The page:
- About Us
- Our Team
News & Events
- Stan Walker inspires taiohi at youth workshop
- Womad banks on another decade
- Iwi agreements signal further collaboration for Tui Ora
- Graduation validates whānau studies
- Taking prime care of whānau
- Cake making data analyst at Tui Ora
- Curvy Angels guardians for next generation
- Paint the Town Yellow today
Whānau walking the catwalk
A fashion show commemorating the work of Mahau and Airihi Waru takes place on November 20 at the TSB Showplace in New Plymouth.
Matua Mahau was the Tui Ora Executive Kaumatua until he passed away earlier this year; his wife Arihi died in August.
The Sunday night performance is the culmination of a week-long fashion awareness programme run by the Indigenous Runway Project NZ Charitable Trust.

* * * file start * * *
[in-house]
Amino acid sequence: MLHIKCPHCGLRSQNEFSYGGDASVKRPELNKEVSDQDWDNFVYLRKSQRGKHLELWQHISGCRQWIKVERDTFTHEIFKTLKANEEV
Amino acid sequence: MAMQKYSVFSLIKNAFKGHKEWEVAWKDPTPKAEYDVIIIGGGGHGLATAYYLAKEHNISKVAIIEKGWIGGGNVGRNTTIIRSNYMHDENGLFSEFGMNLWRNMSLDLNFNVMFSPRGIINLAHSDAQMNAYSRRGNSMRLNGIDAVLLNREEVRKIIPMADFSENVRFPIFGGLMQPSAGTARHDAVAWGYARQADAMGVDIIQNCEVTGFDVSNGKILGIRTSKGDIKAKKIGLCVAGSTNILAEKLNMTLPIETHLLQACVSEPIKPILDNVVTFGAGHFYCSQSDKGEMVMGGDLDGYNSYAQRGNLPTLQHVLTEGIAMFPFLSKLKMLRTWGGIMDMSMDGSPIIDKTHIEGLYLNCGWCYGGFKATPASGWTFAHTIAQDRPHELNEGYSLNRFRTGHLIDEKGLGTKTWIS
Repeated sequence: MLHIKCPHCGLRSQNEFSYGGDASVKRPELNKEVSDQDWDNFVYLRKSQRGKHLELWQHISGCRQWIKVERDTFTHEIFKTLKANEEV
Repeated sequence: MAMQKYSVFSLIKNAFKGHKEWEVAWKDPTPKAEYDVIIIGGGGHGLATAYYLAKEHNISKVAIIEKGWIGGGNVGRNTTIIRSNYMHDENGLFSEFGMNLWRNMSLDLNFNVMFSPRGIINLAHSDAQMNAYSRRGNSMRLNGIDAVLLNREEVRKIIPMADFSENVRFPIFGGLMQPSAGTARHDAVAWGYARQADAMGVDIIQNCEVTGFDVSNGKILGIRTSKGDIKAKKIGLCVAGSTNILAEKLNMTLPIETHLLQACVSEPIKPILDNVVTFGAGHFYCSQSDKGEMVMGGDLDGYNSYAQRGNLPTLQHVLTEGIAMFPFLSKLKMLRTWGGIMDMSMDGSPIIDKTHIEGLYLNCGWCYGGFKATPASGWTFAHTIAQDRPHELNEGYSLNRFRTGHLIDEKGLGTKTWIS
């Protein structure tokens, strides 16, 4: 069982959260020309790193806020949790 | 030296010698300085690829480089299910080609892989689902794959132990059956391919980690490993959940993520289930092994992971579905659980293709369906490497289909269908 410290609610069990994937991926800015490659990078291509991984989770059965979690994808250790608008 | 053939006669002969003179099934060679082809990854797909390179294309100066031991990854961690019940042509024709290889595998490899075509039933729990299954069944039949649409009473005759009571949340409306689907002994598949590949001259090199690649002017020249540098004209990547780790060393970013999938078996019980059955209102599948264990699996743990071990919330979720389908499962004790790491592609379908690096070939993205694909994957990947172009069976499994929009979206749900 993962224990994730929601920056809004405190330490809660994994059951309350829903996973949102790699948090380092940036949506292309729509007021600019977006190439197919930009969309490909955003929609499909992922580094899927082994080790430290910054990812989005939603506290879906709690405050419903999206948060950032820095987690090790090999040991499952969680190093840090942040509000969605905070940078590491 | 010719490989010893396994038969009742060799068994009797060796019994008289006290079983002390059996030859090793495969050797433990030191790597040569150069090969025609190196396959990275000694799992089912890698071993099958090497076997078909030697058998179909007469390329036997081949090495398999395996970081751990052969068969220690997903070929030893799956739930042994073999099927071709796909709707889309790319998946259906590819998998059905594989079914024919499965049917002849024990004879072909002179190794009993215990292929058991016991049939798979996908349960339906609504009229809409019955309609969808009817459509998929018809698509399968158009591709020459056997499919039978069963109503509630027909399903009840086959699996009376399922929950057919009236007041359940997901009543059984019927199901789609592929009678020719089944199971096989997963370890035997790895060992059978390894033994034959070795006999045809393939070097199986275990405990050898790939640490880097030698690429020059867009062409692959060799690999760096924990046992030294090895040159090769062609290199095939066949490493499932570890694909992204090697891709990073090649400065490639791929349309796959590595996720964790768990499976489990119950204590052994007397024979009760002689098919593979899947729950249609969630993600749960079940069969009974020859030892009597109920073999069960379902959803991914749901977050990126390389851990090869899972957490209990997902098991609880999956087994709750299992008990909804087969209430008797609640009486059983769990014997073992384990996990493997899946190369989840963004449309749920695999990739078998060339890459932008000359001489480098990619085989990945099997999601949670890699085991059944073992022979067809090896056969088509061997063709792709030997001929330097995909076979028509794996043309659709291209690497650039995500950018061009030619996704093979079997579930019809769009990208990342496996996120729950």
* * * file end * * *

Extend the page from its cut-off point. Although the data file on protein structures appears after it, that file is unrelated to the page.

The programme aims to build the confidence and self-esteem of whānau and get them to work with a stylist to create fashion looks and fashionistas to learn about the industry.
Trust founder Tina Waru says it's all about fashioning a great sense of self-image and pride. Whānau have the chance to model their new looks on the ‘Fashion For Whānau Catwalk ‘at the showplace. The show starts at 3pm in the Theatre Royal and tickets are $35..
In addition, whānau will be able to connect with industryand meet local designers such as Upcycle Designers David Roil and Jeanine Clarkin, Taranaki’s ownstreet wear label Taranaki Hardcore; Urenui’s roadside fashion boutique U-Neek, Waitara’sown Second Glance Store and one of New Plymouth’s vibrant boutique’s Bettie Munroe.
The focus on whānau comes from the Mahau and Airihi Waru who were chair and co-chair respectively. Daughter Tina said her parents dedicated most of their lives to empowering whānau especially taueke/kuia and rangatahi.
“They had seen first hand the newfound confidence in whānau members and the transformation in rangatahi.”
The Fashion For Whānau Catwalk will not only feature fashion but it will tap into local talent including vocalist Nganeko Eriwata and live performances from local Taranaki schools.